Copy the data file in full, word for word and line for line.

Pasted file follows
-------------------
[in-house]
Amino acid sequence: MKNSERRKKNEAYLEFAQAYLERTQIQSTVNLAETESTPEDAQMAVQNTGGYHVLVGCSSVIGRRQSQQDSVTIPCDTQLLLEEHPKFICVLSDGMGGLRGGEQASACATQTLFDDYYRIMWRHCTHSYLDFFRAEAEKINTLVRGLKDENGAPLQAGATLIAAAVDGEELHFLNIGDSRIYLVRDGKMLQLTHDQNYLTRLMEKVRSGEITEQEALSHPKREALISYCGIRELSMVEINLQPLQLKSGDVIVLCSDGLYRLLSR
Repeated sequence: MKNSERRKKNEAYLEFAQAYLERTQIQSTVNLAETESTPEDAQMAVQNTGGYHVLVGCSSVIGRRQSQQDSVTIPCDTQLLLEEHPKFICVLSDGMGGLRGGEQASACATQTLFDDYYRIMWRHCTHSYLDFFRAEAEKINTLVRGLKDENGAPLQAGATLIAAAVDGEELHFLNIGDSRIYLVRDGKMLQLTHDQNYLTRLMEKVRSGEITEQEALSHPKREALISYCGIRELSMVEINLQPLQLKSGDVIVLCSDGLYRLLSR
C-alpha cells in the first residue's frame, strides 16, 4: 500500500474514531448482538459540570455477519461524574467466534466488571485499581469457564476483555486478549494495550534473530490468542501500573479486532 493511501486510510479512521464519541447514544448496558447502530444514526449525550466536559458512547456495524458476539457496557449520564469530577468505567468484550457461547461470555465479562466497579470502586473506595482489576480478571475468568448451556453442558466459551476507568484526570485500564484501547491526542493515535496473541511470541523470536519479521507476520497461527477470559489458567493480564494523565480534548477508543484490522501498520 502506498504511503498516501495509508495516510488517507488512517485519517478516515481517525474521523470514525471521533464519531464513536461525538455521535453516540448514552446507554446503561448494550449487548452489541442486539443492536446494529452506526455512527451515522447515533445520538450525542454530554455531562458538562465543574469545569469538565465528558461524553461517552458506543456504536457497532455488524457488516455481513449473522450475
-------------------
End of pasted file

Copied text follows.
[in-house]
Amino acid sequence: MKNSERRKKNEAYLEFAQAYLERTQIQSTVNLAETESTPEDAQMAVQNTGGYHVLVGCSSVIGRRQSQQDSVTIPCDTQLLLEEHPKFICVLSDGMGGLRGGEQASACATQTLFDDYYRIMWRHCTHSYLDFFRAEAEKINTLVRGLKDENGAPLQAGATLIAAAVDGEELHFLNIGDSRIYLVRDGKMLQLTHDQNYLTRLMEKVRSGEITEQEALSHPKREALISYCGIRELSMVEINLQPLQLKSGDVIVLCSDGLYRLLSR
Repeated sequence: MKNSERRKKNEAYLEFAQAYLERTQIQSTVNLAETESTPEDAQMAVQNTGGYHVLVGCSSVIGRRQSQQDSVTIPCDTQLLLEEHPKFICVLSDGMGGLRGGEQASACATQTLFDDYYRIMWRHCTHSYLDFFRAEAEKINTLVRGLKDENGAPLQAGATLIAAAVDGEELHFLNIGDSRIYLVRDGKMLQLTHDQNYLTRLMEKVRSGEITEQEALSHPKREALISYCGIRELSMVEINLQPLQLKSGDVIVLCSDGLYRLLSR
C-alpha cells in the first residue's frame, strides 16, 4: 500500500474514531448482538459540570455477519461524574467466534466488571485499581469457564476483555486478549494495550534473530490468542501500573479486532 493511501486510510479512521464519541447514544448496558447502530444514526449525550466536559458512547456495524458476539457496557449520564469530577468505567468484550457461547461470555465479562466497579470502586473506595482489576480478571475468568448451556453442558466459551476507568484526570485500564484501547491526542493515535496473541511470541523470536519479521507476520497461527477470559489458567493480564494523565480534548477508543484490522501498520 502506498504511503498516501495509508495516510488517507488512517485519517478516515481517525474521523470514525471521533464519531464513536461525538455521535453516540448514552446507554446503561448494550449487548452489541442486539443492536446494529452506526455512527451515522447515533445520538450525542454530554455531562458538562465543574469545569469538565465528558461524553461517552458506543456504536457497532455488524457488516455481513449473522450475